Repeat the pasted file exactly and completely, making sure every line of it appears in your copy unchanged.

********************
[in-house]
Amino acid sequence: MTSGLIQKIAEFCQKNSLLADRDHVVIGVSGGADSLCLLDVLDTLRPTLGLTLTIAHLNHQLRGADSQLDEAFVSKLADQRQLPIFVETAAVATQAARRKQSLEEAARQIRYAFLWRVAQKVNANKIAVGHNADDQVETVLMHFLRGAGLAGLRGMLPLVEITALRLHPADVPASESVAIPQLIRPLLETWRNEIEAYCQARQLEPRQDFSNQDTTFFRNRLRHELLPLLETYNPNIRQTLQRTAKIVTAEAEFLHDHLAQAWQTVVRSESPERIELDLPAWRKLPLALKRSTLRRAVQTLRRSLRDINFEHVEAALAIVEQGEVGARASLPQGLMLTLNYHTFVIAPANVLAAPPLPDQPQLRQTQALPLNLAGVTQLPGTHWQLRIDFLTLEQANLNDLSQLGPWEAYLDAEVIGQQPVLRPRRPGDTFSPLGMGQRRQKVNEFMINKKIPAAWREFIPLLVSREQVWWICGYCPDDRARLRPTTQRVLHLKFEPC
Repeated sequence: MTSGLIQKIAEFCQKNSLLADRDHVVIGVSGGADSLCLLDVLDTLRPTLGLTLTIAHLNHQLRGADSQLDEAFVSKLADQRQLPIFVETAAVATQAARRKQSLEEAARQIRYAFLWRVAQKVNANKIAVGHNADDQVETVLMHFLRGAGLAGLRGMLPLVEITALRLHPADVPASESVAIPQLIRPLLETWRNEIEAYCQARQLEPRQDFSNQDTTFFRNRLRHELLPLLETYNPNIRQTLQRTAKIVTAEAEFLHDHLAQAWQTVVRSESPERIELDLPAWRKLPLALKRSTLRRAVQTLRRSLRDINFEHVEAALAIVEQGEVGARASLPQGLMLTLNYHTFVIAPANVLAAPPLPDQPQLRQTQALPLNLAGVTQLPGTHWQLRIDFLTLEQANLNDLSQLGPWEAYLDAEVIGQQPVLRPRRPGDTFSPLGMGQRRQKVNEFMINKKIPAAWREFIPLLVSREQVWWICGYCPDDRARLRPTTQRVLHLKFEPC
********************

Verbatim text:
[in-house]
Amino acid sequence: MTSGLIQKIAEFCQKNSLLADRDHVVIGVSGGADSLCLLDVLDTLRPTLGLTLTIAHLNHQLRGADSQLDEAFVSKLADQRQLPIFVETAAVATQAARRKQSLEEAARQIRYAFLWRVAQKVNANKIAVGHNADDQVETVLMHFLRGAGLAGLRGMLPLVEITALRLHPADVPASESVAIPQLIRPLLETWRNEIEAYCQARQLEPRQDFSNQDTTFFRNRLRHELLPLLETYNPNIRQTLQRTAKIVTAEAEFLHDHLAQAWQTVVRSESPERIELDLPAWRKLPLALKRSTLRRAVQTLRRSLRDINFEHVEAALAIVEQGEVGARASLPQGLMLTLNYHTFVIAPANVLAAPPLPDQPQLRQTQALPLNLAGVTQLPGTHWQLRIDFLTLEQANLNDLSQLGPWEAYLDAEVIGQQPVLRPRRPGDTFSPLGMGQRRQKVNEFMINKKIPAAWREFIPLLVSREQVWWICGYCPDDRARLRPTTQRVLHLKFEPC
Repeated sequence: MTSGLIQKIAEFCQKNSLLADRDHVVIGVSGGADSLCLLDVLDTLRPTLGLTLTIAHLNHQLRGADSQLDEAFVSKLADQRQLPIFVETAAVATQAARRKQSLEEAARQIRYAFLWRVAQKVNANKIAVGHNADDQVETVLMHFLRGAGLAGLRGMLPLVEITALRLHPADVPASESVAIPQLIRPLLETWRNEIEAYCQARQLEPRQDFSNQDTTFFRNRLRHELLPLLETYNPNIRQTLQRTAKIVTAEAEFLHDHLAQAWQTVVRSESPERIELDLPAWRKLPLALKRSTLRRAVQTLRRSLRDINFEHVEAALAIVEQGEVGARASLPQGLMLTLNYHTFVIAPANVLAAPPLPDQPQLRQTQALPLNLAGVTQLPGTHWQLRIDFLTLEQANLNDLSQLGPWEAYLDAEVIGQQPVLRPRRPGDTFSPLGMGQRRQKVNEFMINKKIPAAWREFIPLLVSREQVWWICGYCPDDRARLRPTTQRVLHLKFEPC